The Welfare State, Saint Paul and Pope Leo XIII
Charles Sykes, of the Wisconsin Policy Institute, has a superb article on the Entitlement Mentality which is sinking the country:
The cultural shift has become so pronounced today that even some progressives are showing signs of unease. Were it not for her impeccable ideological pedigree, Alexandra Pelosi, daughter of Nancy Pelosi, former Speaker of the House, might have irreparably damaged her standing with her mother’s friends when she produced a brief video for HBO about her recent encounters outside a New York welfare office. In the Pelosi video, a man waiting in line is drinking beer and smoking cigarettes as he admits that he’s fathered five children by four different mothers. “I’m here to get a check … whatever they’ve got to offer,” he explains. “It’s not like they’ve got a checklist … I’m just here to get what I can get.”
Of course he was.
In the video, Alexandra Pelosi quizzes one man: “Why should I help you? Why should my tax dollars be going to you?” He replies, “Because my ancestors came here to help build this place – my ancestors, the slaves.” The last time the man worked, he says, was “half a decade” ago.
Go here to read the brilliant rest. Any decent society able to will want to lend a hand to help those who cannot help themselves: those who through physical and mental disability simply cannot work to support themselves. However, we now have produced huge numbers of able bodied drones in our society who simply feed off the work of others, with no thought of ever earning their own bread by the sweat of their brow. Saint Paul addressed these type of people long ago:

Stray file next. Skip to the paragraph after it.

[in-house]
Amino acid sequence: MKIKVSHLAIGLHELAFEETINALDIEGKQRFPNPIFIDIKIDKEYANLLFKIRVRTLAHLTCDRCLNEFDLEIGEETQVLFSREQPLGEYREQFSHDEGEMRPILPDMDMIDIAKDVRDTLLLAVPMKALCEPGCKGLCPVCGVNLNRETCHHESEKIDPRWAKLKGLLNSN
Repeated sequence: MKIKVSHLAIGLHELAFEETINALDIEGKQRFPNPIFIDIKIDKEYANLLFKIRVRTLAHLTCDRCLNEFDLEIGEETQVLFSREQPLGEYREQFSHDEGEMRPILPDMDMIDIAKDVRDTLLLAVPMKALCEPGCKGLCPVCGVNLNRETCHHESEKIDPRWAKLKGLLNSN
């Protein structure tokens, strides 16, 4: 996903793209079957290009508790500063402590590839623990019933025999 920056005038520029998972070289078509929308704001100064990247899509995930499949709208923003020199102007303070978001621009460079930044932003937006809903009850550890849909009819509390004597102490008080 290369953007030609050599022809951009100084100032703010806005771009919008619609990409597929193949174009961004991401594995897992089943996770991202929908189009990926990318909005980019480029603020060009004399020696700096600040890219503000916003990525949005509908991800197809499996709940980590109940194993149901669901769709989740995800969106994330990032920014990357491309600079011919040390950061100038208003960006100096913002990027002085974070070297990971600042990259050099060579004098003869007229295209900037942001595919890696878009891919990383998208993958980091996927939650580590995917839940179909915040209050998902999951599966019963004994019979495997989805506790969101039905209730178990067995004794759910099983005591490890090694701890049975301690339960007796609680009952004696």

Over a century ago Pope Leo XIII foresaw where we are now:
In like manner, the other pains and hardships of life will have no end or cessation on earth; for the consequences of sin are bitter and hard to bear, and they must accompany man so long as life lasts. To suffer and to endure, therefore, is the lot of humanity; let them strive as they may, no strength and no artifice will ever succeed in banishing from human life the ills and troubles which beset it. If any there are who pretend differently – who hold out to a hard-pressed people the boon of freedom from pain and trouble, an undisturbed repose, and constant enjoyment – they delude the people and impose upon them, and their lying promises will only one day bring forth evils worse than the present. Nothing is more useful than to look upon the world as it really is, and at the same time to seek elsewhere, as We have said, for the solace to its troubles.